In a Nutshell…
Read the passage here.
This is one of my favourite passages of scripture.
16 I pray that out of his glorious riches he may strengthen you with power through his Spirit in your inner being, 17 so that Christ may dwell in your hearts through faith. And I pray that you, being rooted and established in love, 18 may have power, together with all the Lord’s holy people, to grasp how wide and long and high and deep is the love of Christ, 19 and to know this love that surpasses knowledge—that you may be filled to the measure of all the fullness of God.
It’s a great passage because of that phrase, “how wide and long and high and deep is the love of Christ…” It’s poetic; it’s powerful; it’s all-encompassing. It’s the kind of phrasing that people write songs with.
But what really captures me is Paul’s prayer that God would grant us power to grasp it – that we would be granted power to grasp God’s love. But why would Paul pray that we would have power to understand God’s love? Why not just pray that God love us (which he does regardless)?
There’s a book called The 5 Love Languages by Gary Chapman. It’s been around for some years and it’s a book that I often recommend to couples. Chapman essentially says that people express love in different ways and people receive love in different ways. Chapman identifies 5 such ways:
- Words of Affirmation
- Acts of Service
- Receiving Gifts
- Quality Time
- Physical Touch
Again, Chapman’s basic premise is that each of us expresses each of these to differing extents and each of us receives each of these to differing extents. Some of us express love most often through Receiving Gifts. But if your partner’s primary way of receiving love is Acts of Service, he or she may not feel loved.
So, for example, a husband may bring flowers home to his wife each week (Gifts) as an act of love. But what the wife really needs in order to feel loved is for the husband to pitch in with the household chores (Acts of Service).
Or a child may need the parent to tell them that they are proud of them (Words of affirmation). But what the parent wants to do is take them fishing (Quality Time).
If a person is not showing you love in a way that resonates with you, you will (probably) not feel loved. And conversely, if you are getting love in a way that doesn’t resonate with you, you will (probably) take that person for granted.
Or we can take another example:
How many of you who are parents have ever had a child have a tantrum and tell you, “I hate you!” As a parent, you can brush that off pretty easily (I hope). But what if the child tells you, “You don’t love me!” That’s the kind of thing that can wound you. That’s the kind of thing that can devastate you.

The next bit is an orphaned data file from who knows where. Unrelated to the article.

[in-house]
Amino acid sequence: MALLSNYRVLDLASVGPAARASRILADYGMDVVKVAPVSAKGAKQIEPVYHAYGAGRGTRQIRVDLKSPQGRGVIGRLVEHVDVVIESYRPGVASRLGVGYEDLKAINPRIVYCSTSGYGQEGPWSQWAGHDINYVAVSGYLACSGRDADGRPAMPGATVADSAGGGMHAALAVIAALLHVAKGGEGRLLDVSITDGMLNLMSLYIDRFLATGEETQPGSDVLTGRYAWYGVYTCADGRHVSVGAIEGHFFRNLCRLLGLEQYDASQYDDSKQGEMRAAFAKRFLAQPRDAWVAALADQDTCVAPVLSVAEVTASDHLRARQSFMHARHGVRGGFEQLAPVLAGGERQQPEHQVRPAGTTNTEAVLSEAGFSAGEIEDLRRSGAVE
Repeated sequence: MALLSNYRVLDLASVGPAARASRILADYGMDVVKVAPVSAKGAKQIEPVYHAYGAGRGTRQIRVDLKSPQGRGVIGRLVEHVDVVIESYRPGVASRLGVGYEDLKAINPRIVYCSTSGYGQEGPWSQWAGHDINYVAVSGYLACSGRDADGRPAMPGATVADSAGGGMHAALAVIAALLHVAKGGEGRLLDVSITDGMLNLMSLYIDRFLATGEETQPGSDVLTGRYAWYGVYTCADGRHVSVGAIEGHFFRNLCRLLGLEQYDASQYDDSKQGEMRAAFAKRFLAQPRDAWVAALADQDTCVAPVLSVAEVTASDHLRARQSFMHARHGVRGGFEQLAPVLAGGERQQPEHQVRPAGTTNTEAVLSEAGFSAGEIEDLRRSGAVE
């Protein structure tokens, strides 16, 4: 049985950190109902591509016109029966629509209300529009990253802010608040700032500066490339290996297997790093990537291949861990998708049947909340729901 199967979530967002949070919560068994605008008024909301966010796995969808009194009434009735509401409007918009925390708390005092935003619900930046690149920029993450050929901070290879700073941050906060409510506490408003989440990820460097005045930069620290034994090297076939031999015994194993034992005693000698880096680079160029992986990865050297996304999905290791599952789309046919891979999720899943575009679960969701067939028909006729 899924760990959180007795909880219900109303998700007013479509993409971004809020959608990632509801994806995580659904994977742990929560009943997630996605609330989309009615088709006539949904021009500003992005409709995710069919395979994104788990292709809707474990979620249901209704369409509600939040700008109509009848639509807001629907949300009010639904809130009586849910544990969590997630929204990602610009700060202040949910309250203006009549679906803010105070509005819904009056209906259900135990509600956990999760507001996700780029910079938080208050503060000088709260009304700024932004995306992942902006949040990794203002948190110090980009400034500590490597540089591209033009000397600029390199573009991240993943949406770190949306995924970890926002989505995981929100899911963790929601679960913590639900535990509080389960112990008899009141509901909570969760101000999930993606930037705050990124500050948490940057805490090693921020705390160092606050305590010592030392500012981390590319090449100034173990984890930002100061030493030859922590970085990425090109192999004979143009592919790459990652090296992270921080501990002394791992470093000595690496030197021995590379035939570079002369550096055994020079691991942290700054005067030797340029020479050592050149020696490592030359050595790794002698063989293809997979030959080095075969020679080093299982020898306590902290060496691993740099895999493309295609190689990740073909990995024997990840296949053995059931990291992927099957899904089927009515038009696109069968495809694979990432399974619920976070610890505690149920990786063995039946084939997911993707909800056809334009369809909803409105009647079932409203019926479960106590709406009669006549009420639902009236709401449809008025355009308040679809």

A child often simply cannot understand the number of things that a parent does out of love. A child cannot understand that loving a child simply does not, and cannot, involve giving and doing only the things that the child thinks he or she wants. Loving a child means teaching and disciplining. Loving a child means not allowing that child to eat Lucky Charms for dinner, but feeding them broccoli and brussell sprouts. Loving a child means not allowing the child to sit in front of the TV for 8 hours straight.
Loving a child means not simply allowing them to do and be what they feel like, but helping them to do and be the best that they possibly can.
As a child, we don’t get that. As a child, we simply can’t understand the amount of work and the level of sacrifice involved in being a parent. Because our view of the world and life is so limited.
Now ramp that up to 100. Ramp it up to one million. Because our view of the world and life is too limited to understand the love of God. Each of us thinks we know what we want, what we need, from God. Each of us thinks we know what God has done and what God hasn’t done for us. But none of us can truly have a complete understanding, a full grasp of how wide, how long, how high, and how deep is the love of Christ.
I realize that it may seem an odd notion that it takes power to know God’s love. But God’s love is simply too big for us to grasp. The extent of God’s love has to be revealed to us. We cannot know it in and of ourselves. We each think we know what love is, whether we think we receive it or not. But maybe, just maybe, we set our sights too low. We are all children, toddlers, infants, in the light of the love of God.
So Now What…?
Margery Kempe, a great medieval English mystic, experienced God saying to her: “More pleasing to me than all your prayers, works, and penances is that you would believe I love you.”
As we enter into Lent, we enter into a period of reflection as we approach the cross – as we approach Good Friday and Easter. We reflect on the simple truth that God knows us. That God truly knows us. There is nothing we can hide from God. We keep no secrets from God. We cannot fool Him nor lie to Him.
And yet He loves us with an everlasting love. He loves us with an infinite love. He loves us so much that he became like one of us, gave his life for us, so that we might move from death to life. So that we might have life, real life, with one another. And so that we together might have life with Him.
20 Now to him who is able to do immeasurably more than all we ask or imagine, according to his power that is at work within us, 21 to him be glory in the church and in Christ Jesus throughout all generations, for ever and ever! Amen.